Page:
Crack Addiction Treatment
As a powerful central nervous system stimulant, crack affects numerous neurotransmitter systems, but, through its interaction with dopamine in the brain, it produces its most important effects including reinforcement of use.
Relapse potentials are high because many individuals who, although they have been abstinent for years, cravings can easily be triggered by cues or stimuli such as seeing substance using friends, locations associated with use, paraphernalia, emotions, moods, stress, or the use of other substances such as alcohol. When relapse occurs in a crack addict, there is a high probability that they will descend back to into their hard-core addictive state rapidly.
Treatment for a crack cocaine addiction must be able to address the unique aspects of the person with comprehensive treatments to cover their physical, emotional, and psychological health issues as well as any environmental or personal factors that would inhibit their recovery.
Withdrawals from crack are more profound psychologically than they are physically including cravings, anxiety, paranoia, depression, suicidal tendencies, or psychosis. Detox safety is a primary concern that addresses both the physical and mental states with compassionate care providing the medical, psychiatric, and pharmacological interventions whenever necessary.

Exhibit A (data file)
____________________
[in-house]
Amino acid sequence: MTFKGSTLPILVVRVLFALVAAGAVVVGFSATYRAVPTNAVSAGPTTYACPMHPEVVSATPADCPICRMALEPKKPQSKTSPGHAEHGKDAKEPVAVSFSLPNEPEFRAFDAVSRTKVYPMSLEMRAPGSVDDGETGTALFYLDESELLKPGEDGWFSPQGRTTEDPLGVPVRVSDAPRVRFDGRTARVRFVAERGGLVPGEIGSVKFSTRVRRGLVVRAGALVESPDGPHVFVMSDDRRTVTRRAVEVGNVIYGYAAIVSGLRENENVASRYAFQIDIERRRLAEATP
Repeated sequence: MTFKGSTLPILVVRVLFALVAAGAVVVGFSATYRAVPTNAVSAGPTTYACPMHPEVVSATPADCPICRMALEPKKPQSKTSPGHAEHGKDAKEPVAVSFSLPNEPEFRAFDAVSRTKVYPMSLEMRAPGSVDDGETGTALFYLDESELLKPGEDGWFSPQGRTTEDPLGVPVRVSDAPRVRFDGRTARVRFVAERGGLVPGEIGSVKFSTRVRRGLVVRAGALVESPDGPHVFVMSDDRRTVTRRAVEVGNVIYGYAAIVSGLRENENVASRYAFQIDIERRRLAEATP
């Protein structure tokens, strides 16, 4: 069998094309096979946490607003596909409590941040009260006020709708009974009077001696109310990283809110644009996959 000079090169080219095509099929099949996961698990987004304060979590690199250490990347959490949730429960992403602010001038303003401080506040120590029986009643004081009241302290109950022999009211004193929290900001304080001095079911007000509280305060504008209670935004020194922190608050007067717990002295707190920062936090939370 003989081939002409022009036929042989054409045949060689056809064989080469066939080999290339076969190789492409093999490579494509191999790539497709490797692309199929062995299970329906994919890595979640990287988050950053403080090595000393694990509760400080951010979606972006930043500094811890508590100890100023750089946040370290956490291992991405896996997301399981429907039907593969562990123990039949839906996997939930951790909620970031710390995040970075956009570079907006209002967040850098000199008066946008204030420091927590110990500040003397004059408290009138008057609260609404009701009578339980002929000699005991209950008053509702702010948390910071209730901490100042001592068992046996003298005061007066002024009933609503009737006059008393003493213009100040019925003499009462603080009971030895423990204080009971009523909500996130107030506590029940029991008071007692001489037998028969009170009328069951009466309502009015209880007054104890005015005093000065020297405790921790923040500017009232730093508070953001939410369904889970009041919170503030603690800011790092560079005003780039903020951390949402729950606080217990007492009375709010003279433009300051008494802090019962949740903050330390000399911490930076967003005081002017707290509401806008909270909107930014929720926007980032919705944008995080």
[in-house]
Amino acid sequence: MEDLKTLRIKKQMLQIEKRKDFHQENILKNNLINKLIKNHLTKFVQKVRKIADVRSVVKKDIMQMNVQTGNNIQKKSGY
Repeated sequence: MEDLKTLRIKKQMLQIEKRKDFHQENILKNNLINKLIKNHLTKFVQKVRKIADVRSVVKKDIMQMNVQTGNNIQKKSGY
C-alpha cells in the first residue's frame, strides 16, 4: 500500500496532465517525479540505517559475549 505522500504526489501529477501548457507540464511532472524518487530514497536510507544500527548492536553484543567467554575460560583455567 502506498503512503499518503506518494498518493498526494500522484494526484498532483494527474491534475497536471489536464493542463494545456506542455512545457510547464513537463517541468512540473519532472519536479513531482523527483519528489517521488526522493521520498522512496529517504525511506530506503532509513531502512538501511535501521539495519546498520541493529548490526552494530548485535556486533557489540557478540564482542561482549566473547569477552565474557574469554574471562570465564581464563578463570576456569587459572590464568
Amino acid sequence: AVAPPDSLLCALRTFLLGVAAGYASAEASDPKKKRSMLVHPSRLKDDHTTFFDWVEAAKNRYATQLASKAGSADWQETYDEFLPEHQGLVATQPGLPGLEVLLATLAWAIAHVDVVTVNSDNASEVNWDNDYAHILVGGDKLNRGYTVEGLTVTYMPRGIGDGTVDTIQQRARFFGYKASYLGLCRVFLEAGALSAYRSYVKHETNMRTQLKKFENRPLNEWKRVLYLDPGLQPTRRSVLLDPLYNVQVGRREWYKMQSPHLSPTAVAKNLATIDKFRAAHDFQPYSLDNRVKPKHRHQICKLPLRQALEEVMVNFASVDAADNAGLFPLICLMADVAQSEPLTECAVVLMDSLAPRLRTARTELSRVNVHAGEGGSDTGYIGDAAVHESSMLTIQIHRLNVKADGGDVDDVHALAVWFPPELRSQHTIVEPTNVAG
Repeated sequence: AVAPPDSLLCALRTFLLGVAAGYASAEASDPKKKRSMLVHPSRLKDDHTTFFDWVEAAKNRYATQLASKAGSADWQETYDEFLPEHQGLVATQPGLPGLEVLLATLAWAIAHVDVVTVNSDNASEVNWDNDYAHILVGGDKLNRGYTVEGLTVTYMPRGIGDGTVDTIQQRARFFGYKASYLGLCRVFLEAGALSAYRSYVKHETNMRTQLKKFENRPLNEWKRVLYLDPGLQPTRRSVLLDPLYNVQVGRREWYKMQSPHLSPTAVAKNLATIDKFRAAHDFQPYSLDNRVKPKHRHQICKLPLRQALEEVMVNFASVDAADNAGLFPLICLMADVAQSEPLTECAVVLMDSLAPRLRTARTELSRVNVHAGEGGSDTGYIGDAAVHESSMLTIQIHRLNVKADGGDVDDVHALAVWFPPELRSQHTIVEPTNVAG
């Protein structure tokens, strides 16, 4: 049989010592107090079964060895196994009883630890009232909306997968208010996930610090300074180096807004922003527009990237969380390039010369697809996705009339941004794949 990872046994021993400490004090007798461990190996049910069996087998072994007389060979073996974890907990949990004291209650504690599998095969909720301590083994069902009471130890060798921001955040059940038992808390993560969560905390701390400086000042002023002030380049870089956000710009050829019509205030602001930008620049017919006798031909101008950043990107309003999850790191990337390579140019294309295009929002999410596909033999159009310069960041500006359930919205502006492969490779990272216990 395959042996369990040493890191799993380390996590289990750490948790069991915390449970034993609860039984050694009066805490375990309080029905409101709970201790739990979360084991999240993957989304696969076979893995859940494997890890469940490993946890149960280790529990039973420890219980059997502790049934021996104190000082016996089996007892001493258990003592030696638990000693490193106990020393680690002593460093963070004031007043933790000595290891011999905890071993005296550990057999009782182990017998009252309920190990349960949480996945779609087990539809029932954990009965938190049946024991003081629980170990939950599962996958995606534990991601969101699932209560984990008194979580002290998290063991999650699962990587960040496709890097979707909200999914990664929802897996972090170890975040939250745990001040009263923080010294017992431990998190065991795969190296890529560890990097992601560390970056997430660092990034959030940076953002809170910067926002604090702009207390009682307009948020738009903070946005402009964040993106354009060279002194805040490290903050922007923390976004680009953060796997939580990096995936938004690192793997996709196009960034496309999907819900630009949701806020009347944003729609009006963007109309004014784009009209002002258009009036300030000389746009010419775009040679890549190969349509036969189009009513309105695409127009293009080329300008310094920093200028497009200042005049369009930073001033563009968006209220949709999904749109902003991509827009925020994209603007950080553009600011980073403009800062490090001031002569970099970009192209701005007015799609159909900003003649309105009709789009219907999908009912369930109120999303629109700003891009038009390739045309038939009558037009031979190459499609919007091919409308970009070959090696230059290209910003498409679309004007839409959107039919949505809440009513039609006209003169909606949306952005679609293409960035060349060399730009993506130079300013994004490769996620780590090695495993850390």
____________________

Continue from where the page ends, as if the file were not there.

According to the National Institute on Drug Abuse, “Presently, there are no FDA-approved medications to treat cocaine addiction.” However, adjunct medications may be used to help reduce pain, anxiety, seizures, or other problems.
Counseling and Psychosocial Services
Crack addicts are exposed to many environmental issues that impact their abilities to live normal, satisfying, lives. They may be poly substance abusers, homeless, unemployable, have family, legal, medical, psychological, or social problems that need to be addressed for them to maximize their treatment opportunities.
Individual, family, and group counseling are important elements of treatment to help the addict to identify problematic behaviors and to provide guidance and support for their personal goals of recovery.
Psychosocial services can help to decrease the negative aspects of the crack addiction, increase functioning abilities, and sustain abstinence. They may involve medical and psychiatric services, or assistance with vocational, educational, employment, domestic, legal, housing, financial, or social issues.
Many of the reinforcing aspects of crack addiction involve learned and practiced behaviors combined with the physiological changes that cause ongoing cravings and uncontrollable use. Behavioral interventions can help the addict identify, avoid, and cope with situations where they may be likely to use and to avoid the high risk situations to prevent relapse.
Cognitive behavioral therapy focuses on the interactions between thoughts, emotions, and behaviors to help the addict identify and change maladaptive thoughts to positive and appropriate ones, consequentially changing their behaviors.
Contingency management therapy helps the addict achieve abstinence while promoting treatment retention by providing rewards for behaviors and goal achievements or accomplishments throughout the treatment progress.
Support groups help to prevent relapses by bringing people who share common interests of addiction together to share concerns, learn, and help sustain each other as they continue in their long term recovery efforts.